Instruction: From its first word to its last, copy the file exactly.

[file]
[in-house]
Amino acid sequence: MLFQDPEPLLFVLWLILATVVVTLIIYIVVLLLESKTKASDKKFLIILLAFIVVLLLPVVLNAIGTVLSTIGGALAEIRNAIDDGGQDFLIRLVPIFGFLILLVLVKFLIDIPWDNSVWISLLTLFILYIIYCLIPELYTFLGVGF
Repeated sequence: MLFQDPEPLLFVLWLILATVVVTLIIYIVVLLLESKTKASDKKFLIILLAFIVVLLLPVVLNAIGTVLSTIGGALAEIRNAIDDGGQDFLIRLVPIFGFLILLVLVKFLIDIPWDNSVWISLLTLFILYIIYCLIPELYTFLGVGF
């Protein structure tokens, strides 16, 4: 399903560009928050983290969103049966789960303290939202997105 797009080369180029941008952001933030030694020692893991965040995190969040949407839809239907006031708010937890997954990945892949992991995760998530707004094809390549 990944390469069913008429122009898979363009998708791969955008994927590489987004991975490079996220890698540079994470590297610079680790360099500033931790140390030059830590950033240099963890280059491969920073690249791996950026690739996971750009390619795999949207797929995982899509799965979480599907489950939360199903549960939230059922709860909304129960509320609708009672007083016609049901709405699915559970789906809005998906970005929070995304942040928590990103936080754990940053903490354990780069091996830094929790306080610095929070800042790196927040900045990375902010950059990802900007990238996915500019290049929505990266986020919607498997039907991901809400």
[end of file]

[in-house]
Amino acid sequence: MLFQDPEPLLFVLWLILATVVVTLIIYIVVLLLESKTKASDKKFLIILLAFIVVLLLPVVLNAIGTVLSTIGGALAEIRNAIDDGGQDFLIRLVPIFGFLILLVLVKFLIDIPWDNSVWISLLTLFILYIIYCLIPELYTFLGVGF
Repeated sequence: MLFQDPEPLLFVLWLILATVVVTLIIYIVVLLLESKTKASDKKFLIILLAFIVVLLLPVVLNAIGTVLSTIGGALAEIRNAIDDGGQDFLIRLVPIFGFLILLVLVKFLIDIPWDNSVWISLLTLFILYIIYCLIPELYTFLGVGF
């Protein structure tokens, strides 16, 4: 399903560009928050983290969103049966789960303290939202997105 797009080369180029941008952001933030030694020692893991965040995190969040949407839809239907006031708010937890997954990945892949992991995760998530707004094809390549 990944390469069913008429122009898979363009998708791969955008994927590489987004991975490079996220890698540079994470590297610079680790360099500033931790140390030059830590950033240099963890280059491969920073690249791996950026690739996971750009390619795999949207797929995982899509799965979480599907489950939360199903549960939230059922709860909304129960509320609708009672007083016609049901709405699915559970789906809005998906970005929070995304942040928590990103936080754990940053903490354990780069091996830094929790306080610095929070800042790196927040900045990375902010950059990802900007990238996915500019290049929505990266986020919607498997039907991901809400």